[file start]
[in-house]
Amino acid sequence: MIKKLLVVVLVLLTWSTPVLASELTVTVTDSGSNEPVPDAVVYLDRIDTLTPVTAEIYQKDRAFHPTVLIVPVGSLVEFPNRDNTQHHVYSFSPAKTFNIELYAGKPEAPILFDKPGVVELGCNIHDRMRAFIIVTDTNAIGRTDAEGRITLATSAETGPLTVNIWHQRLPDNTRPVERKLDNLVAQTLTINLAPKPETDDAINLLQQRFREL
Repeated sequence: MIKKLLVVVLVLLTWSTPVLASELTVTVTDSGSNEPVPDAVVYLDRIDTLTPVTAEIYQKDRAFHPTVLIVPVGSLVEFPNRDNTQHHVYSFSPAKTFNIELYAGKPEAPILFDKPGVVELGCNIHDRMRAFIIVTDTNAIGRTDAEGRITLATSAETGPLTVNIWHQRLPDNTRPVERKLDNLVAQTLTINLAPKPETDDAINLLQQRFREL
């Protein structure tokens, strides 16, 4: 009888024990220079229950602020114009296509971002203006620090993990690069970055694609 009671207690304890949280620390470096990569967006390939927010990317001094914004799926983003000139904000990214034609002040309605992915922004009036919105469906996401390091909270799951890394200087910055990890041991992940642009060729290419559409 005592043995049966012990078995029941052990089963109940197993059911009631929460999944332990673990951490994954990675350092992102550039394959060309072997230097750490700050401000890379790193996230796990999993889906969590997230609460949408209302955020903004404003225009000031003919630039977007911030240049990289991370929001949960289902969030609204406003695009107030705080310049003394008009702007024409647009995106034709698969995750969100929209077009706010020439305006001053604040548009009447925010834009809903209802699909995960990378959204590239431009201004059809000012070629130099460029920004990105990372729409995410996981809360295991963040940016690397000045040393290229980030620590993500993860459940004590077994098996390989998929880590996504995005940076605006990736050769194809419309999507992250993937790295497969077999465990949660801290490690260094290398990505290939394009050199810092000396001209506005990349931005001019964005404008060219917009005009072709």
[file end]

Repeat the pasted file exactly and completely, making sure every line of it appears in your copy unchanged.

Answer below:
[in-house]
Amino acid sequence: MIKKLLVVVLVLLTWSTPVLASELTVTVTDSGSNEPVPDAVVYLDRIDTLTPVTAEIYQKDRAFHPTVLIVPVGSLVEFPNRDNTQHHVYSFSPAKTFNIELYAGKPEAPILFDKPGVVELGCNIHDRMRAFIIVTDTNAIGRTDAEGRITLATSAETGPLTVNIWHQRLPDNTRPVERKLDNLVAQTLTINLAPKPETDDAINLLQQRFREL
Repeated sequence: MIKKLLVVVLVLLTWSTPVLASELTVTVTDSGSNEPVPDAVVYLDRIDTLTPVTAEIYQKDRAFHPTVLIVPVGSLVEFPNRDNTQHHVYSFSPAKTFNIELYAGKPEAPILFDKPGVVELGCNIHDRMRAFIIVTDTNAIGRTDAEGRITLATSAETGPLTVNIWHQRLPDNTRPVERKLDNLVAQTLTINLAPKPETDDAINLLQQRFREL
């Protein structure tokens, strides 16, 4: 009888024990220079229950602020114009296509971002203006620090993990690069970055694609 009671207690304890949280620390470096990569967006390939927010990317001094914004799926983003000139904000990214034609002040309605992915922004009036919105469906996401390091909270799951890394200087910055990890041991992940642009060729290419559409 005592043995049966012990078995029941052990089963109940197993059911009631929460999944332990673990951490994954990675350092992102550039394959060309072997230097750490700050401000890379790193996230796990999993889906969590997230609460949408209302955020903004404003225009000031003919630039977007911030240049990289991370929001949960289902969030609204406003695009107030705080310049003394008009702007024409647009995106034709698969995750969100929209077009706010020439305006001053604040548009009447925010834009809903209802699909995960990378959204590239431009201004059809000012070629130099460029920004990105990372729409995410996981809360295991963040940016690397000045040393290229980030620590993500993860459940004590077994098996390989998929880590996504995005940076605006990736050769194809419309999507992250993937790295497969077999465990949660801290490690260094290398990505290939394009050199810092000396001209506005990349931005001019964005404008060219917009005009072709």